Fiber vs DAC vs Ethernet, what to choose in a data center?
Nowadays three different types of cabling are mainly used, Fiber, DAC (direct attach copper) and Ethernet. This post will summarize the differences between them and what is recommended to choose depending on the situation. For simplicity we have chosen to talk about a connection speed of 10Gbps.
- 10GBASE-T SFP + Ethernet was designed to run on Cat 6a or better cabling, at speeds of 10Gbps. The connector actively converts the SFP + end to an RJ45 connector allowing it to follow standards for operation over Ethernet cabling.
- SFP + DAC (direct attach copper), is very similar to the operation of a 10GBASE-T SFP + adapter, with the only difference that we do not have the RJ45 end, but the SFP + end is joined by a copper cable inseparable from the other end SFP +. Originally designed to be able to make short distance connections, for example, connect to a ToR switch.
- SFP + Fiber converts the signal received at the SFP + end to an optical signal transmitted through fiber optic cables, which allows us to reach very long distances (up to 100km) with very little delay.
This section will describe the major differences between 10GBASE-T, Fiber and DAC.
Latency is a very important factor in a Data Center, not only does it mean a delay in transmission, but currently it can also affect the performance of the CPU, because if the CPU has not received the order of the tasks that it has to perform, we will have a CPU in standby for a few milliseconds. If we add these milliseconds over a year, they result in hours and hours of inefficiency that can be avoided by choosing the correct wiring.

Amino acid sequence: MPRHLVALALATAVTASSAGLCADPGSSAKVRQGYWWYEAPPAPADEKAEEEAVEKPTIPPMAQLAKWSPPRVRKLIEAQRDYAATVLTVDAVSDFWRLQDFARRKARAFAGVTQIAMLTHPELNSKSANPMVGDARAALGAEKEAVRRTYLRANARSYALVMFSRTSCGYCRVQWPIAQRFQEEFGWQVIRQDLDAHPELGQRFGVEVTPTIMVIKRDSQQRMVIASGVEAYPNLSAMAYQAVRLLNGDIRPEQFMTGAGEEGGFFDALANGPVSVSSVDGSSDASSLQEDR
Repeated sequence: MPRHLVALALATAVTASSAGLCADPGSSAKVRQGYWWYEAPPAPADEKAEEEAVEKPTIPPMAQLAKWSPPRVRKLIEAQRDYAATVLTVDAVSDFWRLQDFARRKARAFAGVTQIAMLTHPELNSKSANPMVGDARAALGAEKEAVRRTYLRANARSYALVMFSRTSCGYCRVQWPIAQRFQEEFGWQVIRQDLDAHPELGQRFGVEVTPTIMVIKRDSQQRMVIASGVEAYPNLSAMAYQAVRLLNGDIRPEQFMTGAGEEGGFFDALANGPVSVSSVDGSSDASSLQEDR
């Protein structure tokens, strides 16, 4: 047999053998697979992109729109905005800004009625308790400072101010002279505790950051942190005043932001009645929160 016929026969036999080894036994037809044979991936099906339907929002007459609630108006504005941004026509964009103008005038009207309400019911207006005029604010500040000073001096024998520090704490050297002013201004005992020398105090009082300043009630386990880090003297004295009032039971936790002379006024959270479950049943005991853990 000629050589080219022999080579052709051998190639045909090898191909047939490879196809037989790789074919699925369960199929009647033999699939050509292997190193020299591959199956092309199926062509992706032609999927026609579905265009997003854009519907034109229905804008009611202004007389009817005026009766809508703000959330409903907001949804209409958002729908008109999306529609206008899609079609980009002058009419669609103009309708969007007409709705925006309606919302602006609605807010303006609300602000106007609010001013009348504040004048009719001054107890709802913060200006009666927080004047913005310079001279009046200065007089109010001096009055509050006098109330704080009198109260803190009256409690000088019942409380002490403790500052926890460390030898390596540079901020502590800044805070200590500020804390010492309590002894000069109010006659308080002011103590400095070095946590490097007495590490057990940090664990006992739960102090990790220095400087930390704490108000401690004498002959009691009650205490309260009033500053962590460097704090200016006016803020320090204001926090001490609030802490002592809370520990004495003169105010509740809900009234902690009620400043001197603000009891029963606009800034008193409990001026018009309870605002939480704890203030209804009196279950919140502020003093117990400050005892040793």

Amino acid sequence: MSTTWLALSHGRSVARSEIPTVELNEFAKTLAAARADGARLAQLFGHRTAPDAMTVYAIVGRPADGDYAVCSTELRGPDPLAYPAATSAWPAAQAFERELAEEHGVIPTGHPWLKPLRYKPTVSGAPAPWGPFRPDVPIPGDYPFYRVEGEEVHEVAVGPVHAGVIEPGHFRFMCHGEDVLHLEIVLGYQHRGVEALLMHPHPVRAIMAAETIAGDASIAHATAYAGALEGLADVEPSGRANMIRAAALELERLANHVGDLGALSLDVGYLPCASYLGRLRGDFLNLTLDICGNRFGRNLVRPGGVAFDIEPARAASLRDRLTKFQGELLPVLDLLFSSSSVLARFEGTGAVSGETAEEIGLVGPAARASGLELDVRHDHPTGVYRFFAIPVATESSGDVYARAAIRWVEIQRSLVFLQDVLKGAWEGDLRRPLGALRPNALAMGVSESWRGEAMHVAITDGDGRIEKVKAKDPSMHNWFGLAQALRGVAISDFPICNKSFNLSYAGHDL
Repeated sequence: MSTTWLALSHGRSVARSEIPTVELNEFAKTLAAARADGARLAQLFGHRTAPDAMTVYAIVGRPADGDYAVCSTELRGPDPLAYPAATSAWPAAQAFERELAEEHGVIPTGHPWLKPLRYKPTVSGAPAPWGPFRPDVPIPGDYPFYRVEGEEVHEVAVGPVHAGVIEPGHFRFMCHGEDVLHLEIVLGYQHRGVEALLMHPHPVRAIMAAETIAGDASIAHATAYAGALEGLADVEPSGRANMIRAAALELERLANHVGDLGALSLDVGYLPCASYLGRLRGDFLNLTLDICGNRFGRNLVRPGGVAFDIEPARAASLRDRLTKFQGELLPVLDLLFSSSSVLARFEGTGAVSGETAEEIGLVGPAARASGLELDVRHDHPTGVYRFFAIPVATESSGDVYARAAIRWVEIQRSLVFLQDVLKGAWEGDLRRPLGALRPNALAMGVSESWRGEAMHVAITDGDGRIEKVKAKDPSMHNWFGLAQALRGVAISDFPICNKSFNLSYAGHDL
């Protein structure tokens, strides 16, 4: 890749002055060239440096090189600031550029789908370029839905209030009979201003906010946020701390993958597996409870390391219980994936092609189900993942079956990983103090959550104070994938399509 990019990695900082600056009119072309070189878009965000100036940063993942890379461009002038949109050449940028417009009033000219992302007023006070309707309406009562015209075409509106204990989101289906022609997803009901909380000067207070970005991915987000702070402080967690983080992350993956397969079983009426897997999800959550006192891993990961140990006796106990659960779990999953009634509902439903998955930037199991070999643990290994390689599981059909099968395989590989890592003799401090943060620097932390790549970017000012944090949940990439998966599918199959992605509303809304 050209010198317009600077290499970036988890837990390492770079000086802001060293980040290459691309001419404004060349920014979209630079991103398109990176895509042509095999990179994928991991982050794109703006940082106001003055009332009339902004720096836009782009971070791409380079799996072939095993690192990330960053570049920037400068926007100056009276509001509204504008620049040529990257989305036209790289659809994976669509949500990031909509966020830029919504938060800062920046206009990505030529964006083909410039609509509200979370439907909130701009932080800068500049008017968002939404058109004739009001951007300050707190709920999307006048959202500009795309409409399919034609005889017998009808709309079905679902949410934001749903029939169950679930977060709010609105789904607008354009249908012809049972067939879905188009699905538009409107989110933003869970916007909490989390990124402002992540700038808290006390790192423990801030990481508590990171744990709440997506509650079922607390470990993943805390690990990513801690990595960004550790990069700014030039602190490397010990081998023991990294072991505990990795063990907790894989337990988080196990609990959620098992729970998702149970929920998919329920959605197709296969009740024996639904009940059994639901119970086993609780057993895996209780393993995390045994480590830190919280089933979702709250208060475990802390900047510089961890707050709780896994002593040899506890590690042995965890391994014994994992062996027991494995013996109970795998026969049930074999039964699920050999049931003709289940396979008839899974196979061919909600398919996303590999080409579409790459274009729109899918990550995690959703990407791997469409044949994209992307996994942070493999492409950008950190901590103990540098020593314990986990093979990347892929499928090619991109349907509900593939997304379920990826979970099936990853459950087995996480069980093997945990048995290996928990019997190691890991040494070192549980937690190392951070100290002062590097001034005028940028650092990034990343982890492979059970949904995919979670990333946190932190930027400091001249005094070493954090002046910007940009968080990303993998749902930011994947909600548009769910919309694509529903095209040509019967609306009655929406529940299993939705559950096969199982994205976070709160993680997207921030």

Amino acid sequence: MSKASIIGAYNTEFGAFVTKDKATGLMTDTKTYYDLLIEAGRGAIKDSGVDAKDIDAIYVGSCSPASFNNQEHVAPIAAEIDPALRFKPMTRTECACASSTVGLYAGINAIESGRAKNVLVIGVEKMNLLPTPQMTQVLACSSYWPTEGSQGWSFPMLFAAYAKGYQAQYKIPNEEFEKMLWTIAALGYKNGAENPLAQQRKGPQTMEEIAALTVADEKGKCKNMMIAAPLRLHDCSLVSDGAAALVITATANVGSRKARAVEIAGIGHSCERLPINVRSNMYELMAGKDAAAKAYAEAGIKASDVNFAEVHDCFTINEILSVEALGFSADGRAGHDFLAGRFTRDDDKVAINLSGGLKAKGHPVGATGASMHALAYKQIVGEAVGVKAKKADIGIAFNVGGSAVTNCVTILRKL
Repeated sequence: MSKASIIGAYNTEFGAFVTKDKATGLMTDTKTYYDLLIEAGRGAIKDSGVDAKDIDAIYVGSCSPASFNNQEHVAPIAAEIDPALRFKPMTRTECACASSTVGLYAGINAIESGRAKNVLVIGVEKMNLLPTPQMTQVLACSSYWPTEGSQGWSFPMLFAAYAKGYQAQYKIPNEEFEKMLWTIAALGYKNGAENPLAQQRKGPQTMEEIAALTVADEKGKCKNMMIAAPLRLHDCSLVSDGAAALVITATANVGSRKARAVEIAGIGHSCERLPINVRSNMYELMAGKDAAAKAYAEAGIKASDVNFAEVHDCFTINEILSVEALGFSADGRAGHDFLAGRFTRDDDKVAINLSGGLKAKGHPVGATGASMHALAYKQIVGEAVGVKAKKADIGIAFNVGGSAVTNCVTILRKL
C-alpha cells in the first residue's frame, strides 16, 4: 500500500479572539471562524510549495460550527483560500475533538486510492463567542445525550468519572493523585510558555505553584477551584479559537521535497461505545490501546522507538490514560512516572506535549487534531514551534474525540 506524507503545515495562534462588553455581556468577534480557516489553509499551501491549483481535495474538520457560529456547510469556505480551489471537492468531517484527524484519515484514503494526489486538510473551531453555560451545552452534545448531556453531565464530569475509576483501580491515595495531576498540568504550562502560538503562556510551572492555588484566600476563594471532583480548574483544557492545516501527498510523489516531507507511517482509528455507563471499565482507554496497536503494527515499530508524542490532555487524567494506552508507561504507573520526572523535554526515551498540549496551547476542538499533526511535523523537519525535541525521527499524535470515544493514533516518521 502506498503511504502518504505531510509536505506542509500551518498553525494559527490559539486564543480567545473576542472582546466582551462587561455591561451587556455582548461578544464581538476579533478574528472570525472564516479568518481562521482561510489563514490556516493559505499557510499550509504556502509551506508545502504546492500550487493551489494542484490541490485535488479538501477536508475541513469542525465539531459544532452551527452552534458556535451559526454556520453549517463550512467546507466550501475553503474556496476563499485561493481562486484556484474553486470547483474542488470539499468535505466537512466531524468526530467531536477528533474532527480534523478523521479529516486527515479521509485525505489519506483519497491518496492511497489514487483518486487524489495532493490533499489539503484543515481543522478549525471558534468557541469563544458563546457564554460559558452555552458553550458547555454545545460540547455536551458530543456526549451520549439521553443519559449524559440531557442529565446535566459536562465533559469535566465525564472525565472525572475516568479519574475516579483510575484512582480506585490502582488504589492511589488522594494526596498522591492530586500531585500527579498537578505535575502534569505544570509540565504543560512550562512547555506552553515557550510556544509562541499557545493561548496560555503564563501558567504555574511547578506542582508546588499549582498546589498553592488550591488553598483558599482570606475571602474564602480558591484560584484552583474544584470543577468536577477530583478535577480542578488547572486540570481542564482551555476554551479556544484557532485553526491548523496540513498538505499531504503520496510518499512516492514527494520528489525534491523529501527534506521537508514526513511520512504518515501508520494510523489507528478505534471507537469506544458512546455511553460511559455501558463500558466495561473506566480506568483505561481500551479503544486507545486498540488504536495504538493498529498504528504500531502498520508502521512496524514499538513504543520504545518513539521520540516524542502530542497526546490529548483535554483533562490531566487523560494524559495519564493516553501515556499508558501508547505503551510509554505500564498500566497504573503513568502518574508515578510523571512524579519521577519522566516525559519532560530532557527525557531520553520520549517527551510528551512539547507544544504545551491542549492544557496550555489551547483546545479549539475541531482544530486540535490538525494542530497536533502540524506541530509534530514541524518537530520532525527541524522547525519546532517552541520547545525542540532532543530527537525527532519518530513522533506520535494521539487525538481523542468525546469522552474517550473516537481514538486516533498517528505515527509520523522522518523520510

The following table shows the delay in nanoseconds for each of the cabling types:
- 10GBASE-T SFP+ 2,6ns
- SFP+ Fiber 0,1ns
- SFP+ DAC 0,3ns
Preferably, in trunks or that require very low latency it is recommended to use Fiber or in case of being limited in budget DAC.
At a distance level, we see more clearly the difference between DAC and 10GBASE-T, since it uses CAT6 or higher cabling, we can reach speeds of 10Gbps in 100m links, compared to the maximum 10 meters that DAC can achieve at 10Gbps. Preferably, in trunks or that require very low latency it is recommended to use Fiber or in case of being limited in budget DAC.
On the other hand, SFP + Fiber can have a maximum of 100Km, using high quality cabling and single mode fiber, which results in a higher cost.
10GBASE-T SFP + can consume more than 5W per end, since it requires an active conversion of the SFP + connector to RJ45, this extra consumption must be taken into account when choosing the type of cooling to be used in each extreme.
On the other hand, the DAC and Fiber links have a consumption of about 0.7W much lower than that of 10GBASE-T.
Finally, cost, not only do we choose the cabling according to performance, if this were the case and, in many applications, fiber would be the best option, but we also look at cost.
Unfortunately, fiber is the most expensive option and also the most fragile, not only can we break the fiber when bending the cable, but also the ends can get dirty when connecting and disconnecting, causing the link not to reach the maximum speed. On the other hand, 10GBASE-T is the next most expensive link, it is in the middle of the fiber and the DAC at the cost level, this is due to the microprocessors that are needed in the link to be able to carry out the SFP + conversion to 10GBASE-T. Finally, DAC is the most economical and widely used link depending on the topology of our Data Center, in cases such as ToR DAC connections allow us to save on cabling thanks to its minimum cost and good latency and consumption performance.
In summary, the cabling to choose will depend on many factors, from which link it will be connected, what is the distance to transmit, if it requires minimum latency, or even if the SFP + port is powerful enough to withstand the extra consumption that it may have. some 10GBASE-T SFP + link.